After nine years of largely holding their peace—and praying for promised affordable housing and jobs—several members of Brooklyn clergy spoke forcefully against Atlantic Yards developer Bruce Ratner at Sunday in Fort Greene.
"Enough is enough," said Rev. Clinton Miller, pastor of in Clinton Hill, to a cheering group of about 80 protesters in front of the Atlantic Terrace housing complex. "We've waited to see what happened."
Miller led a group of religious leaders in announcing the formation of a faith-based Committee For Arena Justice made up of 25 congregations in Brooklyn calling on Gov. Andrew Cuomo to hold Ratner to promises made to the community in regards to affordable housing and jobs.
"We the people of Brooklyn have been sold a bad bill of goods," said Miller.
Several longtime Atlantic Yards critics joined Miller in blasting Ratner on his job creating record at the soon-to-be-opened Barclays Center.
"We need jobs that can sustain families and not jobs selling hot dogs," said Councilwoman Letitia James, D-Fort Greene.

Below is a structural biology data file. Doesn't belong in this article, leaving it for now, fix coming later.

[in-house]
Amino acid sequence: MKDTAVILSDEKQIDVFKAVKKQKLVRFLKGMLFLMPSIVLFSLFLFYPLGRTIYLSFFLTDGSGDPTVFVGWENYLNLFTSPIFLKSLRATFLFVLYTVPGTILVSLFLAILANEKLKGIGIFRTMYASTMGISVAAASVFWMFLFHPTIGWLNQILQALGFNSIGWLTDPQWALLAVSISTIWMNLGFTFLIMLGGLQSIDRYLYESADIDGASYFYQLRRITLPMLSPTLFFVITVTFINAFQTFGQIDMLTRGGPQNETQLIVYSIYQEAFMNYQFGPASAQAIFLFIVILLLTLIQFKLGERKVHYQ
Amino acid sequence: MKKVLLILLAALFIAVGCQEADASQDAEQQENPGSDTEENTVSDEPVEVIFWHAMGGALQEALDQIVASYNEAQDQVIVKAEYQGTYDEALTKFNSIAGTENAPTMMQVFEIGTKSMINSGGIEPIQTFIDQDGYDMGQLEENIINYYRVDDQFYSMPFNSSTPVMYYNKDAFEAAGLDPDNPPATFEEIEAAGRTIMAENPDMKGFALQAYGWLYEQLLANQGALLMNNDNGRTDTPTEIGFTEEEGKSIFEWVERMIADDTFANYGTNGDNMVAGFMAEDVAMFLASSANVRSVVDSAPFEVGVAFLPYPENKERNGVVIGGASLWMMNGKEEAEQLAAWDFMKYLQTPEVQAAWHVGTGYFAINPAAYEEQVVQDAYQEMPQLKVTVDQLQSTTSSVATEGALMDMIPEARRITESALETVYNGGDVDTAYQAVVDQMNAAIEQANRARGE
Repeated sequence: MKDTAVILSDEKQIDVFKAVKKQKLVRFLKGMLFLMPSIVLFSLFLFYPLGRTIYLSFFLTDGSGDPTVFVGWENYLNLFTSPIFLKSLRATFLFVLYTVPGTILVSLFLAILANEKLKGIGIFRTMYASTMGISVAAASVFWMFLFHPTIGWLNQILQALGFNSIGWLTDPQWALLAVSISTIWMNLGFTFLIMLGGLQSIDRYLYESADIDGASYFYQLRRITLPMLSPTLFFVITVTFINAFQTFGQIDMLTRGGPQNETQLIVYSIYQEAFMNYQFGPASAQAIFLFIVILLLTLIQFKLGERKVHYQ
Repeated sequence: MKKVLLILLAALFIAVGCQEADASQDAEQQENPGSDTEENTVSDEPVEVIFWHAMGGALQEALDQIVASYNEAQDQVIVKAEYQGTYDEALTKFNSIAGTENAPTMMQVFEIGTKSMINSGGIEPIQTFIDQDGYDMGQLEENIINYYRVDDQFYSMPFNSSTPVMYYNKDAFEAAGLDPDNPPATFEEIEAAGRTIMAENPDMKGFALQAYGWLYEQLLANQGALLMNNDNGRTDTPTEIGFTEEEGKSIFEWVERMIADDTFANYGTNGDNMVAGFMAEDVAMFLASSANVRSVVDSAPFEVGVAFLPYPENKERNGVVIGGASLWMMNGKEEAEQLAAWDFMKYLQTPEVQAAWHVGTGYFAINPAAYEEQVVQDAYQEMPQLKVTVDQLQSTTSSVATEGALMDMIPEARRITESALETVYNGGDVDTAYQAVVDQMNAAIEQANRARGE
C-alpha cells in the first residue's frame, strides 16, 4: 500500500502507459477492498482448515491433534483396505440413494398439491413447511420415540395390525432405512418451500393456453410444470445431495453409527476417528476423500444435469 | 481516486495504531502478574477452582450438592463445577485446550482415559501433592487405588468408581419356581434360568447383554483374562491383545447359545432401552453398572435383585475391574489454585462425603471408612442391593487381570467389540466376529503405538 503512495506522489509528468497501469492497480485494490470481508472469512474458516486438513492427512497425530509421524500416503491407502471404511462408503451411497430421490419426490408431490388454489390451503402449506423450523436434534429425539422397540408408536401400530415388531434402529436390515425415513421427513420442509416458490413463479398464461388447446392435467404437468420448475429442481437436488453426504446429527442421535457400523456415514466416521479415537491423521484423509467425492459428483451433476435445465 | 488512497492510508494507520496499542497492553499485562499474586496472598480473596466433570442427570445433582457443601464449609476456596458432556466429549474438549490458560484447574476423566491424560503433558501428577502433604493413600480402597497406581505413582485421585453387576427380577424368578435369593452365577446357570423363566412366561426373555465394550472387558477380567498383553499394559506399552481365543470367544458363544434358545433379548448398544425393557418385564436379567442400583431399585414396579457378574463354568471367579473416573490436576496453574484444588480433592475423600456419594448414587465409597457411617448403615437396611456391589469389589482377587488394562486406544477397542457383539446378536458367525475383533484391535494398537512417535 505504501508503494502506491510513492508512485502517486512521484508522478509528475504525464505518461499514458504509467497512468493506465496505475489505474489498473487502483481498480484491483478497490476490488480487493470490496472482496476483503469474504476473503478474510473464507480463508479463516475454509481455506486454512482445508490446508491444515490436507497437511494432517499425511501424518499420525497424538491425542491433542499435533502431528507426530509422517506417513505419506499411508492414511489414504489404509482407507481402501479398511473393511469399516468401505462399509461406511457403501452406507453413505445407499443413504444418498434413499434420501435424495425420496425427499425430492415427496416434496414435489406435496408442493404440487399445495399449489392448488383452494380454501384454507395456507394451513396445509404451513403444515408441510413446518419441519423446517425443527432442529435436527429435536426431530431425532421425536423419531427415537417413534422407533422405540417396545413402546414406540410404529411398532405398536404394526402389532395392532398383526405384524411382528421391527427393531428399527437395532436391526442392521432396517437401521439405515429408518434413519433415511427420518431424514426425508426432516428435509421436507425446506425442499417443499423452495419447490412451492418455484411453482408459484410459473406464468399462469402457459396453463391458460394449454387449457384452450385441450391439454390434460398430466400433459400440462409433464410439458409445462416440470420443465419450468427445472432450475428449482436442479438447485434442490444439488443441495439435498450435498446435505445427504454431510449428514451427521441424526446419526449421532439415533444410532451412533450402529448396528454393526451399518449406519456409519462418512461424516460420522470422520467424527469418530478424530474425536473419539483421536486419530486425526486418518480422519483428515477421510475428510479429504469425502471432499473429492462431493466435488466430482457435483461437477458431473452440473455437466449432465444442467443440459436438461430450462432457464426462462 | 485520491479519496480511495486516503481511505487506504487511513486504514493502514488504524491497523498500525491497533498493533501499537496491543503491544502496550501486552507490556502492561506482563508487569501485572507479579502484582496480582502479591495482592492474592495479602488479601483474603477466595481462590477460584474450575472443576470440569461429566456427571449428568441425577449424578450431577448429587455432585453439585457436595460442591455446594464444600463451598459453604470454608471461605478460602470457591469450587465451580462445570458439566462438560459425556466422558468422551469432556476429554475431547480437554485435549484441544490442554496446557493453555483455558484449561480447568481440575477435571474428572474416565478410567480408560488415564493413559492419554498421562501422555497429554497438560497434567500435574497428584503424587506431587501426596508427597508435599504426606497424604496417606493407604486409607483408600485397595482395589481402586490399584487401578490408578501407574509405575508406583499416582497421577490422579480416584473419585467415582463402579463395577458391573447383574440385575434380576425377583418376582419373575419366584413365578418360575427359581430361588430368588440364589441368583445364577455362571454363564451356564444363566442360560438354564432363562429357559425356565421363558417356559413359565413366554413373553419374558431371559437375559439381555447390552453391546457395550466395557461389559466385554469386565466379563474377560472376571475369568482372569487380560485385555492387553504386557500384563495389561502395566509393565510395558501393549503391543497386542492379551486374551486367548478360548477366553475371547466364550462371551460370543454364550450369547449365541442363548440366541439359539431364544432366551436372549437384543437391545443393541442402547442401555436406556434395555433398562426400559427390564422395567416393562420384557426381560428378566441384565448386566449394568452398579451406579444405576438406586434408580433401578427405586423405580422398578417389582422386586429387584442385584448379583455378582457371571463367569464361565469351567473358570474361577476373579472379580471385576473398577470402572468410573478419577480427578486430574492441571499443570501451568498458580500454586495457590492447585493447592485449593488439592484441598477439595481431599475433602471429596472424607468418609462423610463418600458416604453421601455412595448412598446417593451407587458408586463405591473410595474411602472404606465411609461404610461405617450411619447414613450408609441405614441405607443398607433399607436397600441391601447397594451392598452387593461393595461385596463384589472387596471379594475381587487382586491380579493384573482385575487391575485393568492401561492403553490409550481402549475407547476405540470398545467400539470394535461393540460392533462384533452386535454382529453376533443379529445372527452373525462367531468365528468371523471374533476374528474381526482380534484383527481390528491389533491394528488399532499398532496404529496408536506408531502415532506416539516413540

The criticism comes less than a week after Forest City Ratner at the arena.
Miller, along with Rev. Clive Neil of Bedford-Central Presbyterian Church and Rev. John Merz of Episcopal Church of the Ascension, among others, called for a boycott of Barclays Center in an effort to force Ratner to take community concerns seriously.
"We should not go to events, we should not go to games until they treat the community with respect," he said.
In a statement in response to the planned rally, a Forest City Ratner representative defended its motives in regards to jobs and promised affordable housing.
"We understand fully the need for more jobs and more housing in Brooklyn and throughout the city, which is why we’ve been working very hard to make Atlantic Yards a reality," the FCRC rep wrote. "But there’s a certain irony that people who were opposed to the project, and worked hard to stall the project, now criticize it for not delivering fast enough the benefits."
Miller announced a meeting on June 19 at 7 p.m. at his Washington Avenue church in order to organize protests around Barclays Center's .
"I know my people are excited that the Brooklyn Nets are coming ... but we are not going to get caught up in the hype," he said. "We should hold their feet to the fire."